Consider an object of density r and volume V immersed in a fluid (gas or liquid) of density r' ( Figure 4-13 ). The fluid pressure exerted on the top of the object is less than that exerted on the bottom; the resulting pressure-gradient force pushes the object upward, counteracting the downward force rVg exerted on the object by gravity. The net force exerted on the object, representing the difference between the pressure-gradient force and gravity, is called the buoyancy.
To derive the magnitude of the pressure-gradient force, imagine a situation where the immersed object has a density r' identical to that of the fluid (as, for example, if the "object" were just an element of the fluid). Under these circumstances there is no net force exerted upward or downward on the object; the pressure-gradient force exactly balances the gravity force r'Vg. Since the pressure-gradient force depends only on the volume of the object and not on its density, we conclude in the general case that the pressure-gradient force exerted on an object of volume V is given by r'Vg, and therefore that the buoyant upward force exerted on the object is (r' - r)Vg. The buoyant acceleration gb, defined as the buoyant force divided by the mass rV, is
which means that the air over the parking lot acquires an upward vertical velocity of 3.3 cm s-1 in one second. Compare to the vertical velocities of the order of 0.1 cm s-1 derived from the general circulation. Such a large acceleration arising from only a modest temperature difference illustrates the importance of buoyancy in determining vertical transport in the atmosphere.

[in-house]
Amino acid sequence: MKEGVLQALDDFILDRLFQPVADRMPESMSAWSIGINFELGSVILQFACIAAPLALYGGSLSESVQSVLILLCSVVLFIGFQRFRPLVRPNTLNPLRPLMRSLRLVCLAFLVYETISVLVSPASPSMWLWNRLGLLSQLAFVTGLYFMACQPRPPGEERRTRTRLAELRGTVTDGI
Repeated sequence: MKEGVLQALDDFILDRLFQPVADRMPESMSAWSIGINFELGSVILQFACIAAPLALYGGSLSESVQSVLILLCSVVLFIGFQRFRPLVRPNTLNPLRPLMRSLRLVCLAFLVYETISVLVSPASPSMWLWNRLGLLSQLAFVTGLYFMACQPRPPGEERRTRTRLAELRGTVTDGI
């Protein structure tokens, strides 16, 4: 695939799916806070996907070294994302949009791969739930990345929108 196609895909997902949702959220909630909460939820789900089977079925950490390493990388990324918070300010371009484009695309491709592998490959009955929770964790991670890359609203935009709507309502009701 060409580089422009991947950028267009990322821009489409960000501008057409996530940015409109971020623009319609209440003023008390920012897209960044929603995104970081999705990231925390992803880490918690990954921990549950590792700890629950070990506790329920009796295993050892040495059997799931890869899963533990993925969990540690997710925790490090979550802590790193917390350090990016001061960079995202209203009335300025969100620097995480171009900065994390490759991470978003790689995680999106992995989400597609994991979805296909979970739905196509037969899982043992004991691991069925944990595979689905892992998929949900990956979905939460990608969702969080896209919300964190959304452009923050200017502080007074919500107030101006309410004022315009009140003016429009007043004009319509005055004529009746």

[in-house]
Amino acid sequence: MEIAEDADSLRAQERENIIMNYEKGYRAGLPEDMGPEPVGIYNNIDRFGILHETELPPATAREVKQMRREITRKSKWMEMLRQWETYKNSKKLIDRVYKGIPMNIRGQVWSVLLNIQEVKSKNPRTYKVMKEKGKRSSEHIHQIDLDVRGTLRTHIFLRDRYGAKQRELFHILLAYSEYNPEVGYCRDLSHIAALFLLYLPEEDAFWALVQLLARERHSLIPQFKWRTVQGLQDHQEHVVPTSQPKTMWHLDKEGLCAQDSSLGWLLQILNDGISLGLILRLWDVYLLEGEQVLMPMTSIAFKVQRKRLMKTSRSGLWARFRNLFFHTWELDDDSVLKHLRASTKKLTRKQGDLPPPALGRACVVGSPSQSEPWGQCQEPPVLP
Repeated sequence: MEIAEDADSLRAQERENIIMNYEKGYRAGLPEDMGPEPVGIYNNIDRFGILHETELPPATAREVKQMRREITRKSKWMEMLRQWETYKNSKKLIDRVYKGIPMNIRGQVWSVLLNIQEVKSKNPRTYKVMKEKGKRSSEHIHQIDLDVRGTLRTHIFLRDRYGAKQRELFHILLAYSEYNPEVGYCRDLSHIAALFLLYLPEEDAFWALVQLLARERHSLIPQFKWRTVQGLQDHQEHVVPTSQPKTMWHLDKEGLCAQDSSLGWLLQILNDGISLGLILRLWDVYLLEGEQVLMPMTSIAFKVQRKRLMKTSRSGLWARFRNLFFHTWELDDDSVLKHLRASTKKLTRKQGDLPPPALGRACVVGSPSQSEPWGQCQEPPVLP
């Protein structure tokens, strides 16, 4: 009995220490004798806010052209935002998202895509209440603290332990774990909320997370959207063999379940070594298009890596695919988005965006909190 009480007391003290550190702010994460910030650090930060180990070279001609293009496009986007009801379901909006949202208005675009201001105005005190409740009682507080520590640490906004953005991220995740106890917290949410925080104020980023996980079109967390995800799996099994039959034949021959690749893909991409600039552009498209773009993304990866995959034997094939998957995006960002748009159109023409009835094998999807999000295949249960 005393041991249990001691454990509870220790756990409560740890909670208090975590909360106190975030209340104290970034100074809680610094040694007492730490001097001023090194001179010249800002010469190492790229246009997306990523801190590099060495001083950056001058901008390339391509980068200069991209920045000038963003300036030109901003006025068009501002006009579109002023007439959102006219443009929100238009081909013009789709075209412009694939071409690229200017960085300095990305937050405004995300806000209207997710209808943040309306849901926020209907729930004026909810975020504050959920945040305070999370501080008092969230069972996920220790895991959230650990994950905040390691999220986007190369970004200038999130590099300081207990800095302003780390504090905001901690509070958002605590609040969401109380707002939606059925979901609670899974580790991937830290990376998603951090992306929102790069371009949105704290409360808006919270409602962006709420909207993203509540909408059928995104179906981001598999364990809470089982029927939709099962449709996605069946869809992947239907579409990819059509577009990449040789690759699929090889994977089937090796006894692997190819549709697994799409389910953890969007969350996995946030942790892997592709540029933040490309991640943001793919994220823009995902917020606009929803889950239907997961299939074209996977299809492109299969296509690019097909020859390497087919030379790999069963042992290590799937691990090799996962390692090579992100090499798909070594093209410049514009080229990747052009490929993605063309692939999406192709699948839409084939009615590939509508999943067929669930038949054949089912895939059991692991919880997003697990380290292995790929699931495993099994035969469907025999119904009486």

Buoyancy in the atmosphere is determined by the vertical gradient of temperature. Consider a horizontally homogeneous atmosphere with a vertical temperature profile TATM(z). Let A represent an air parcel at altitude z in this atmosphere.
Assume that by some small external force the air parcel A is pushed upward from z to z+dz and then released. The pressure at z+dz is less than that at z. Thus the air parcel expands, and in doing so performs work (dW = -PdV). Let us assume that the air parcel does not exchange energy with its surroundings as it rises, i.e., that the rise is adiabatic (dQ = 0). The work is then performed at the expense of the internal energy E of the air parcel: dE = dW + dQ = -PdV < 0. Since the internal energy of an ideal gas is a function of temperature only, the air parcel cools. This cooling is shown as the dashed line in Figure 4-14 (adiabatic profile).